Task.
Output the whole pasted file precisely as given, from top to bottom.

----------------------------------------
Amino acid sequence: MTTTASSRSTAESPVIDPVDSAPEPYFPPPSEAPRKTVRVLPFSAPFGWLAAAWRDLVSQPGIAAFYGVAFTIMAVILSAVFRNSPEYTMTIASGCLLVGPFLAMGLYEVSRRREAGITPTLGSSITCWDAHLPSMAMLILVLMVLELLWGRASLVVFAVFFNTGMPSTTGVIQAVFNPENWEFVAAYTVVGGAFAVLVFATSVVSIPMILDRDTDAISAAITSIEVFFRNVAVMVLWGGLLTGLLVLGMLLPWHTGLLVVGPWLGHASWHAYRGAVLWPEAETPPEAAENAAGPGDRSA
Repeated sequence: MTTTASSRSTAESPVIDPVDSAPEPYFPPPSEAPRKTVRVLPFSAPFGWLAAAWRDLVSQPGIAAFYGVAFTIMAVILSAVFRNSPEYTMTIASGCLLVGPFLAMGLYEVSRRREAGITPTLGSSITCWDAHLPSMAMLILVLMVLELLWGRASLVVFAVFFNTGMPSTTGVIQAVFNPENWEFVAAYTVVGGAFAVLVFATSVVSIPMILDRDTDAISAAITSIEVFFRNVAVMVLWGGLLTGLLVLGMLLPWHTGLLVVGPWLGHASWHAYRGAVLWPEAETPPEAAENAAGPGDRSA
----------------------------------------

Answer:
Amino acid sequence: MTTTASSRSTAESPVIDPVDSAPEPYFPPPSEAPRKTVRVLPFSAPFGWLAAAWRDLVSQPGIAAFYGVAFTIMAVILSAVFRNSPEYTMTIASGCLLVGPFLAMGLYEVSRRREAGITPTLGSSITCWDAHLPSMAMLILVLMVLELLWGRASLVVFAVFFNTGMPSTTGVIQAVFNPENWEFVAAYTVVGGAFAVLVFATSVVSIPMILDRDTDAISAAITSIEVFFRNVAVMVLWGGLLTGLLVLGMLLPWHTGLLVVGPWLGHASWHAYRGAVLWPEAETPPEAAENAAGPGDRSA
Repeated sequence: MTTTASSRSTAESPVIDPVDSAPEPYFPPPSEAPRKTVRVLPFSAPFGWLAAAWRDLVSQPGIAAFYGVAFTIMAVILSAVFRNSPEYTMTIASGCLLVGPFLAMGLYEVSRRREAGITPTLGSSITCWDAHLPSMAMLILVLMVLELLWGRASLVVFAVFFNTGMPSTTGVIQAVFNPENWEFVAAYTVVGGAFAVLVFATSVVSIPMILDRDTDAISAAITSIEVFFRNVAVMVLWGGLLTGLLVLGMLLPWHTGLLVVGPWLGHASWHAYRGAVLWPEAETPPEAAENAAGPGDRSA